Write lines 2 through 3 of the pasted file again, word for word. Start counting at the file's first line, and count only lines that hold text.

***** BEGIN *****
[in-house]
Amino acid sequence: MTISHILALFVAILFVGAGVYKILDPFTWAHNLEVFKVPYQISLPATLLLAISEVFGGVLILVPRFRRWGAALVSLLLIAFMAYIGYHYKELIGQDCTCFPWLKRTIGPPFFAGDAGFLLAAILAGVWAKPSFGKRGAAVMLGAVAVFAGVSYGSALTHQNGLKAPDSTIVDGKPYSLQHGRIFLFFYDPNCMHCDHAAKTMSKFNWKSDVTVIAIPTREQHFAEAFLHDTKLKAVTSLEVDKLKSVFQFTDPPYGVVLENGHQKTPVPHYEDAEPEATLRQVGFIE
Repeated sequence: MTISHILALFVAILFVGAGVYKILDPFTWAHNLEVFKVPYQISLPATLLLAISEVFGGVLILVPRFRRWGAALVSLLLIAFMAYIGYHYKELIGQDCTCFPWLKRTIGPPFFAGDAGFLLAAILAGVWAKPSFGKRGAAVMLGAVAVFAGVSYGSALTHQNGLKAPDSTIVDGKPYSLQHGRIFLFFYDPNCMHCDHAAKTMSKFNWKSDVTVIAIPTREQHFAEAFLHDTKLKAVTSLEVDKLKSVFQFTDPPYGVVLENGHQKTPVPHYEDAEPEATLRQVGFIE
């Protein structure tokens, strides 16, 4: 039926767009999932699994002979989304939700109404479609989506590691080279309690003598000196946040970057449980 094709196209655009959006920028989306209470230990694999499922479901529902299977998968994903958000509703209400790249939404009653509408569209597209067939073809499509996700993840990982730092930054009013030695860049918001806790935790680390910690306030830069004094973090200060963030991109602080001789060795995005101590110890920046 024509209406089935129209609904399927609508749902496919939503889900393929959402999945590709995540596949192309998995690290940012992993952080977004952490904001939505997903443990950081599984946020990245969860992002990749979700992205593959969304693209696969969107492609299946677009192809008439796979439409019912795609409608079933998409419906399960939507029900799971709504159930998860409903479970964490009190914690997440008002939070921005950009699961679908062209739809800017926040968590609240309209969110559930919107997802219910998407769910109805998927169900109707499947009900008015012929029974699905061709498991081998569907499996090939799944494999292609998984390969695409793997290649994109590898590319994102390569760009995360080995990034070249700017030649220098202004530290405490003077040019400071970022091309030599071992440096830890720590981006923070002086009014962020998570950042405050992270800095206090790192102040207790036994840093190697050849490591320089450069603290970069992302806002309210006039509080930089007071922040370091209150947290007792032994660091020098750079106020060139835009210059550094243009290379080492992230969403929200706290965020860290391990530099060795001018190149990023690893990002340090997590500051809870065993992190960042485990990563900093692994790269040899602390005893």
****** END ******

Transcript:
Amino acid sequence: MTISHILALFVAILFVGAGVYKILDPFTWAHNLEVFKVPYQISLPATLLLAISEVFGGVLILVPRFRRWGAALVSLLLIAFMAYIGYHYKELIGQDCTCFPWLKRTIGPPFFAGDAGFLLAAILAGVWAKPSFGKRGAAVMLGAVAVFAGVSYGSALTHQNGLKAPDSTIVDGKPYSLQHGRIFLFFYDPNCMHCDHAAKTMSKFNWKSDVTVIAIPTREQHFAEAFLHDTKLKAVTSLEVDKLKSVFQFTDPPYGVVLENGHQKTPVPHYEDAEPEATLRQVGFIE
Repeated sequence: MTISHILALFVAILFVGAGVYKILDPFTWAHNLEVFKVPYQISLPATLLLAISEVFGGVLILVPRFRRWGAALVSLLLIAFMAYIGYHYKELIGQDCTCFPWLKRTIGPPFFAGDAGFLLAAILAGVWAKPSFGKRGAAVMLGAVAVFAGVSYGSALTHQNGLKAPDSTIVDGKPYSLQHGRIFLFFYDPNCMHCDHAAKTMSKFNWKSDVTVIAIPTREQHFAEAFLHDTKLKAVTSLEVDKLKSVFQFTDPPYGVVLENGHQKTPVPHYEDAEPEATLRQVGFIE